In last week’s blog I mentioned that, if a company showed up when they said they would, we were having something lovely done in our own home. This would focus my efforts for the first couple of days of the week.
The ‘something lovely’ was having a new boiler installed and my efforts would be to empty the utility room where the old boiler was situated. Our utility room has become essential to the business. It is our main laundry area; the general clean up area for DIY projects and, being off the kitchen, is also a bit of a larder space as I put up all the old wall cupboards we took out of Hayloft and Granary in our original renovations of 2015.
It is only a small room and, like so many of our other ‘storage’ spaces(!) had become a little disorganised and overfull. It was also the source of so many drafts coming into the house and chilling it down over the winter as the external slate walls have lots of holes and the ceiling has massive gaps between the boards!
In this small and chaotic space was an oil-fired boiler of indeterminate age but our estimation is in excess of 20 years. The timer function had long since stopped working so it could not be programmed leaving 2 power options, on or off. You could switch off the pump so I wouldn’t feed the radiators and just provide hot water. We did this when we first arrived at Kergudon and had the luxury of hot water whenever we wanted but we did get through 500 litres of oil in less than 6 months.
As it was so old it was extremely inefficient. More so when there were 2 radiators running off the system in Priory which were completely ineffective at heating that large space. Consequently, for the last 5 years we have only been turning the boiler on for periods of 15 minutes or so once or twice a day when we need to shower and wash up. This meant we didn’t use so much fuel oil but it did mean the house was always between chilly and arctic-cold in the winter and we used a lot of firewood instead in the poêle.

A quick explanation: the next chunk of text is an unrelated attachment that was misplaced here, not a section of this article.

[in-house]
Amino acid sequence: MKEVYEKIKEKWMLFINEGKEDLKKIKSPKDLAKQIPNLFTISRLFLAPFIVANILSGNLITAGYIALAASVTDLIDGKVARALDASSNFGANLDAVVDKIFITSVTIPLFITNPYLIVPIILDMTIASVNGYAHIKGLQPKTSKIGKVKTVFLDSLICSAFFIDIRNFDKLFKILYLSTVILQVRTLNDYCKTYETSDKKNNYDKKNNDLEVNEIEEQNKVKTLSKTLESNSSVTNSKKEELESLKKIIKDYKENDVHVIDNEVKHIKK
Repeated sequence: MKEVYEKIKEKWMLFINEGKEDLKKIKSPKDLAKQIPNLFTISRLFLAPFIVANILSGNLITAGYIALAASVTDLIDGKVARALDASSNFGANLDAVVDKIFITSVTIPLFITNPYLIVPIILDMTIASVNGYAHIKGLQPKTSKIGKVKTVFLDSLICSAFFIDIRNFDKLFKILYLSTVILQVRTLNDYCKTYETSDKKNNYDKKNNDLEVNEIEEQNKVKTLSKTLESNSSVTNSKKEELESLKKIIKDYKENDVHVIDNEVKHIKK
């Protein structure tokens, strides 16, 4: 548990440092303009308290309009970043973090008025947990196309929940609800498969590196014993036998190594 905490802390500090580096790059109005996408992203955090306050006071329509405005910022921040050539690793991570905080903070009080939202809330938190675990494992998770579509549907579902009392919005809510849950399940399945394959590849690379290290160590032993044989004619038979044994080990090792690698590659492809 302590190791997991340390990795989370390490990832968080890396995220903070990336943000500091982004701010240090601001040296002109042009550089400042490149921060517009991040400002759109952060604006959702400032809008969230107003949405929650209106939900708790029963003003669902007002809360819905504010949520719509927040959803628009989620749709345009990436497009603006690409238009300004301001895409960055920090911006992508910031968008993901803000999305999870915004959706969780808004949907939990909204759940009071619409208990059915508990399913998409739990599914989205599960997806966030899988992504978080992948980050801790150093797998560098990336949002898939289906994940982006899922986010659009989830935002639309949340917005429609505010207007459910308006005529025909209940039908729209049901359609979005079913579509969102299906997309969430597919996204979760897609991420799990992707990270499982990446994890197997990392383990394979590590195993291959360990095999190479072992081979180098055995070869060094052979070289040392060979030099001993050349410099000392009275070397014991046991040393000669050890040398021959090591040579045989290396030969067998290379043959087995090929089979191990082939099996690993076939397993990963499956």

During our refurbishment of Priory in the spring we removed those radiators and installed an air source heat pump as, we understand, they are extremely efficient. So far we have been very impressed with it. While Priory’s heat pump only heats air which is used to heat the gîte, hot water being provided by an electric immersion heater, some friends showed us their system which heats water and plugged straight into their exiting radiators.
Having convinced us that this was the way to go for our own home, our friends then sealed the fact by telling us that the French state, as part of its efforts to combat climate change, are providing assistance to householders wanting to replace inefficient oil boilers with super-efficient heat pumps.
This week saw the work done but did mean that it took me a while at the start of the week to completely empty the utility room so the team could do their work. The room is so different when empty, and much lighter, but now our lounge is (temporarily) full of laundry and cleaning things!